The Sharing Economy Takes Over: Pooling Resources as a Community / Sales / Last Modified: February 22, 2017

Sharing services like Uber, Lyft, and Airbnb have become increasingly popular and there's a good reason why.

Across the globe, everyone wants to reduce waste. By using everything from wasted time to wasted space, millions of people are finding innovative ways to pool resources for income, creating more jobs in the process.

In fact, according to a recent survey, 34 percent of the workforce is freelancing, and what used to be considered on-the-side work is now moving front and center. Cooperative relationships between third parties using a company as an intermediary are quickly becoming the future of work.

This is how community-oriented sharing services, such as Uber, Lyft, and Airbnb, grew so rapidly by using small teams of employees to manage user-provided resources.

The Challenges Facing Resource-Sharing Services

Spreading inventory to employees isn’t without its growing pains, however. As Airbnb scales, for example, quality control becomes an issue. A large volume of hosts and guests means more horror stories from both sides, as ill-mannered people stay in ill-equipped homes.

When an employee misrepresents your company, you can fire him. But in the case of sharing services, the company acting as the intermediary risks losing two customers in a dispute.

Airbnb is looking to resolve this issue by offering liability insurance to supplement a homeowner’s policy and protect hosts from certain guest damages and accidents. The policies themselves walk a fine line, providing peace of mind for both hosts and Airbnb.

Uber and Lyft are also revamping insurance policies to cover drivers using their own vehicles for business purposes, giving peace of mind to drivers and passengers. The road will be rocky, however, as insurance laws lack federal regulation and each state enforces different laws. The companies also face similar hurdles internationally.

Related Article: What to Learn from Uber's Public Relations Missteps

Incorporating Customer Collaboration

The Internet enables more people to work as independent freelancers and consultants. Consumers flock to sites like Etsy, Blogger, YouTube, and SoundCloud to monetize talents and hobbies. Average people are attempting to move away from large organizations to take control of their time, careers, and lives.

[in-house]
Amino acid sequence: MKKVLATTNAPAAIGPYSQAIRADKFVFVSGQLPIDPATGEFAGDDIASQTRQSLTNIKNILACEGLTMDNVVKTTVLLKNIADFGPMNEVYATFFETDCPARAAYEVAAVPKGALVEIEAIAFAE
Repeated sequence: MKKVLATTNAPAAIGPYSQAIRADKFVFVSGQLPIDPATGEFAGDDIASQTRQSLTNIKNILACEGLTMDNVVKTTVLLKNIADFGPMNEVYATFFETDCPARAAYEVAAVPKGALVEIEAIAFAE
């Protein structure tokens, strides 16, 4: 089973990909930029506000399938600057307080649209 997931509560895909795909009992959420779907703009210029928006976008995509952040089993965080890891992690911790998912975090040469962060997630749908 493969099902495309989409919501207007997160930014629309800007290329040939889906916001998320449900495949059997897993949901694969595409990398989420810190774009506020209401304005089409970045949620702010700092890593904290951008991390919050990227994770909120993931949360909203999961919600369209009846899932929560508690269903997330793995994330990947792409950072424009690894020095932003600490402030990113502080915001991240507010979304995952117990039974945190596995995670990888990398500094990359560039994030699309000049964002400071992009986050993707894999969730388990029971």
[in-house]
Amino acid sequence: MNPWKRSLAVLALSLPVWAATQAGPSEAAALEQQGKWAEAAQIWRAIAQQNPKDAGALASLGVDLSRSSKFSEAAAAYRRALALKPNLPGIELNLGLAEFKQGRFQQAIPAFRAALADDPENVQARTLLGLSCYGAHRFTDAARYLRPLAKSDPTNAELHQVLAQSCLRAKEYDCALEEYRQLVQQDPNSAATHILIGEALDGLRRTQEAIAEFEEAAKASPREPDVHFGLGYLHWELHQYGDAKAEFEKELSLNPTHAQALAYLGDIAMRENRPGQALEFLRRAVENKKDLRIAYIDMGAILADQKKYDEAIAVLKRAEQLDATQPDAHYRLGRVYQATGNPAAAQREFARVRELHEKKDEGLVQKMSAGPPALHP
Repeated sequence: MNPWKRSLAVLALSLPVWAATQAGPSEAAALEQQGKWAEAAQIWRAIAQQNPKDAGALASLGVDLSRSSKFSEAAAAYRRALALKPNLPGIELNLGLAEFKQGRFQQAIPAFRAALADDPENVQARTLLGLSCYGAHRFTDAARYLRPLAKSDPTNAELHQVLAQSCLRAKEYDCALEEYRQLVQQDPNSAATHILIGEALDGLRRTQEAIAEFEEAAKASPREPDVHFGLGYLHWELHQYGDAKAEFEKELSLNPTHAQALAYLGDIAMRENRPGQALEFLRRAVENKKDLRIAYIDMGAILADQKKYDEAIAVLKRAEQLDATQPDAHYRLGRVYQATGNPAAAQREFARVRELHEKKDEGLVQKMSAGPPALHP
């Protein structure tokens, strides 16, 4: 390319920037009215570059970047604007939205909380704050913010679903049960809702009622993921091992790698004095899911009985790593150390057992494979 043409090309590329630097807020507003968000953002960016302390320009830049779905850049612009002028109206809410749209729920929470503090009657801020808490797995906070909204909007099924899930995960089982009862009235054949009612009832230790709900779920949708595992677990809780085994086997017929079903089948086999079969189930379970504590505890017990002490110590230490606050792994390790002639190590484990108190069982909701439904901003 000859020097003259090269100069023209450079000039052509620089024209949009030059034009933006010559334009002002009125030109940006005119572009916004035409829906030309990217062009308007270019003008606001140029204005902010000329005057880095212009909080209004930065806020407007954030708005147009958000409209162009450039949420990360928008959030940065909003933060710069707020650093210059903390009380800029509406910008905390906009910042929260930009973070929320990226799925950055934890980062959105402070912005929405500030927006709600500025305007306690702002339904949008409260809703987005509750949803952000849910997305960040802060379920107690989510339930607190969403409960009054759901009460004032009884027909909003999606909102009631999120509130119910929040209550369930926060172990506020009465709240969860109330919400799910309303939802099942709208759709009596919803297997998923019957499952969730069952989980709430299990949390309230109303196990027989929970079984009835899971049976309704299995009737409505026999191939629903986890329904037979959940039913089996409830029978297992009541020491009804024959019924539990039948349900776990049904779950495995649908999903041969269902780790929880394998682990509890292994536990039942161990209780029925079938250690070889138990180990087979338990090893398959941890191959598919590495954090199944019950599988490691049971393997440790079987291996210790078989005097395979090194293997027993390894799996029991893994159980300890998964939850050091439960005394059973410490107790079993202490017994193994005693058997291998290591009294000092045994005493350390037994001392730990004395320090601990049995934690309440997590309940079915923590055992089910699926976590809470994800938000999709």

To attract talent in this market, companies need to adjust by learning to depend on short-term, part-time, and project-based contract workers instead of large teams of tenured employees. Websites like Craigslist already connect employers to independent contractors for everything from one-day projects to long-term contracts.

Simple interfaces and user ratings allow anyone from a solo entrepreneur to someone at a large enterprise to locate qualified contractors for any type of work, such as management, data entry, creative, or technical.

Employing these types of small temporary teams allows large corporations to stay nimble and relevant. Small businesses can benefit by temporarily increasing manpower or filling knowledge gaps in a pinch.

Related Article: Remote vs. In-Office Workers: Which Employee Is Actually Better?

The New Business Leader

The sharing economy is at the beginning stages of a new trend cycle, already disrupting the retail, entertainment, and hospitality industries. It’s only a matter of time before even more professionals learn to hustle even more technical skills, trades, and products — and savvy networkers will find innovative ways for them to do it.

These independent freelancers are poised to reinvent the workforce and reshape the economy in the process. Entrepreneurs and small business owners who foster a cooperative community with shared resources and independent contractors are the ones who will be most likely to succeed.

Image via NYmag.

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